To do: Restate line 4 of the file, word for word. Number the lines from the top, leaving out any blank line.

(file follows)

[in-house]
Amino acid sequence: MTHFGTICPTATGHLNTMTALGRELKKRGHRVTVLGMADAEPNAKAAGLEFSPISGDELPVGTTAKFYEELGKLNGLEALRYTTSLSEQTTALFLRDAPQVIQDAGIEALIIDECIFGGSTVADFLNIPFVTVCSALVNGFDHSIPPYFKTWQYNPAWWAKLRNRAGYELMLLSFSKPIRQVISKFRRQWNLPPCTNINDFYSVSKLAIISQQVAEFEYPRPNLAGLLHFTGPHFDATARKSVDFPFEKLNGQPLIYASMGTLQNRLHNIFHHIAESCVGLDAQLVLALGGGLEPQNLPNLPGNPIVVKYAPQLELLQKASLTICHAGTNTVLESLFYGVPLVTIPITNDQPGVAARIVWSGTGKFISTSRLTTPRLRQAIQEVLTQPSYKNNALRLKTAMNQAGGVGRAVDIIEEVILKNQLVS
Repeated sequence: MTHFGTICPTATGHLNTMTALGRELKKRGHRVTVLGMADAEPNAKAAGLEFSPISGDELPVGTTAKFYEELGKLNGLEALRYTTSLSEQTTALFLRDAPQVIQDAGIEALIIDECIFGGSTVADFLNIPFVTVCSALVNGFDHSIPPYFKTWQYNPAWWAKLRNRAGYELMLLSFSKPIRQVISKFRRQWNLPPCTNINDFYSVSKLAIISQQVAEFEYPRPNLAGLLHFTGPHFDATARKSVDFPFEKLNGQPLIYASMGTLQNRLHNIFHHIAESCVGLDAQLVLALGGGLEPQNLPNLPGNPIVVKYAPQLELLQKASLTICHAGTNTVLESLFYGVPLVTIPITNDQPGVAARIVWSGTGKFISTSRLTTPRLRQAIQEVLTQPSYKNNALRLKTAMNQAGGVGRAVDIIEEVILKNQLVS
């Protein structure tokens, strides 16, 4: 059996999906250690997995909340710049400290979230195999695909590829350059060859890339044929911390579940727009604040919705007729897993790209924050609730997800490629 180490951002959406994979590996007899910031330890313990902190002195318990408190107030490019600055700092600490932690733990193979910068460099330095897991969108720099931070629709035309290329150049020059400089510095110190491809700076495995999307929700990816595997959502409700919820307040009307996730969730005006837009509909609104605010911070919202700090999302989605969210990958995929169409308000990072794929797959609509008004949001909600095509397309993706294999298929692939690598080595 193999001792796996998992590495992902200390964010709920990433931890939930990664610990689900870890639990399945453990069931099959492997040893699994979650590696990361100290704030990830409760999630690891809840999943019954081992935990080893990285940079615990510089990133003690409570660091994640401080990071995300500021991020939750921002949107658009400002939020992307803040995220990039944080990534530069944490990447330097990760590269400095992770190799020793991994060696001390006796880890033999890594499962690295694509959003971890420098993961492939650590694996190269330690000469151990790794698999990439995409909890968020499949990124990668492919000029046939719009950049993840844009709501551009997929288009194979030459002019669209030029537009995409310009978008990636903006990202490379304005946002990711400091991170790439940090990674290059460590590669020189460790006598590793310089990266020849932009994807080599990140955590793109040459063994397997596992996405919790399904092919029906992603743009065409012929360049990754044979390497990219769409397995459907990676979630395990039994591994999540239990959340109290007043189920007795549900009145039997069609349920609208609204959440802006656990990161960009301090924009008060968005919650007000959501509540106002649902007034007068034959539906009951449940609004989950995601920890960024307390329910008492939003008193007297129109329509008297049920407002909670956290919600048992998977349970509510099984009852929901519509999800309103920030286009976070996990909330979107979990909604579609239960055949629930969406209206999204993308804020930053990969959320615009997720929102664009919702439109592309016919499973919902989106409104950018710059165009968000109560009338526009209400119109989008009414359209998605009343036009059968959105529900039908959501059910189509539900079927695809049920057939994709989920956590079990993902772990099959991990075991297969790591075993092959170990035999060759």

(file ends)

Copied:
């Protein structure tokens, strides 16, 4: 059996999906250690997995909340710049400290979230195999695909590829350059060859890339044929911390579940727009604040919705007729897993790209924050609730997800490629 180490951002959406994979590996007899910031330890313990902190002195318990408190107030490019600055700092600490932690733990193979910068460099330095897991969108720099931070629709035309290329150049020059400089510095110190491809700076495995999307929700990816595997959502409700919820307040009307996730969730005006837009509909609104605010911070919202700090999302989605969210990958995929169409308000990072794929797959609509008004949001909600095509397309993706294999298929692939690598080595 193999001792796996998992590495992902200390964010709920990433931890939930990664610990689900870890639990399945453990069931099959492997040893699994979650590696990361100290704030990830409760999630690891809840999943019954081992935990080893990285940079615990510089990133003690409570660091994640401080990071995300500021991020939750921002949107658009400002939020992307803040995220990039944080990534530069944490990447330097990760590269400095992770190799020793991994060696001390006796880890033999890594499962690295694509959003971890420098993961492939650590694996190269330690000469151990790794698999990439995409909890968020499949990124990668492919000029046939719009950049993840844009709501551009997929288009194979030459002019669209030029537009995409310009978008990636903006990202490379304005946002990711400091991170790439940090990674290059460590590669020189460790006598590793310089990266020849932009994807080599990140955590793109040459063994397997596992996405919790399904092919029906992603743009065409012929360049990754044979390497990219769409397995459907990676979630395990039994591994999540239990959340109290007043189920007795549900009145039997069609349920609208609204959440802006656990990161960009301090924009008060968005919650007000959501509540106002649902007034007068034959539906009951449940609004989950995601920890960024307390329910008492939003008193007297129109329509008297049920407002909670956290919600048992998977349970509510099984009852929901519509999800309103920030286009976070996990909330979107979990909604579609239960055949629930969406209206999204993308804020930053990969959320615009997720929102664009919702439109592309016919499973919902989106409104950018710059165009968000109560009338526009209400119109989008009414359209998605009343036009059968959105529900039908959501059910189509539900079927695809049920057939994709989920956590079990993902772990099959991990075991297969790591075993092959170990035999060759």